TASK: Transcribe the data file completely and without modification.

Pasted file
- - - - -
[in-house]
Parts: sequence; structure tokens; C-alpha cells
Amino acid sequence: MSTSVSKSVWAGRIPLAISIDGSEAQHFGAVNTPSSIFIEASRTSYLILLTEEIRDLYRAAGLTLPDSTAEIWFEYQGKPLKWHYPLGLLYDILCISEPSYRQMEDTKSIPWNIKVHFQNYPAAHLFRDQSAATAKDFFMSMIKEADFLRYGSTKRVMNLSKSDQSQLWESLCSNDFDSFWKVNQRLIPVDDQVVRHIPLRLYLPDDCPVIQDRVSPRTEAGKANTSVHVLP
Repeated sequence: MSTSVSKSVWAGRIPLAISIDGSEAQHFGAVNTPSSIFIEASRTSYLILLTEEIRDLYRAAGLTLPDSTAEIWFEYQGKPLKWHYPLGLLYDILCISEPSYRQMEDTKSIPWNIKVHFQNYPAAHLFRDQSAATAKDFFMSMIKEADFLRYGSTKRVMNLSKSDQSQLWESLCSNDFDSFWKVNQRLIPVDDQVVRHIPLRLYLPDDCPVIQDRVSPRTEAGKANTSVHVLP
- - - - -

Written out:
[in-house]
Parts: sequence; structure tokens; C-alpha cells
Amino acid sequence: MSTSVSKSVWAGRIPLAISIDGSEAQHFGAVNTPSSIFIEASRTSYLILLTEEIRDLYRAAGLTLPDSTAEIWFEYQGKPLKWHYPLGLLYDILCISEPSYRQMEDTKSIPWNIKVHFQNYPAAHLFRDQSAATAKDFFMSMIKEADFLRYGSTKRVMNLSKSDQSQLWESLCSNDFDSFWKVNQRLIPVDDQVVRHIPLRLYLPDDCPVIQDRVSPRTEAGKANTSVHVLP
Repeated sequence: MSTSVSKSVWAGRIPLAISIDGSEAQHFGAVNTPSSIFIEASRTSYLILLTEEIRDLYRAAGLTLPDSTAEIWFEYQGKPLKWHYPLGLLYDILCISEPSYRQMEDTKSIPWNIKVHFQNYPAAHLFRDQSAATAKDFFMSMIKEADFLRYGSTKRVMNLSKSDQSQLWESLCSNDFDSFWKVNQRLIPVDDQVVRHIPLRLYLPDDCPVIQDRVSPRTEAGKANTSVHVLP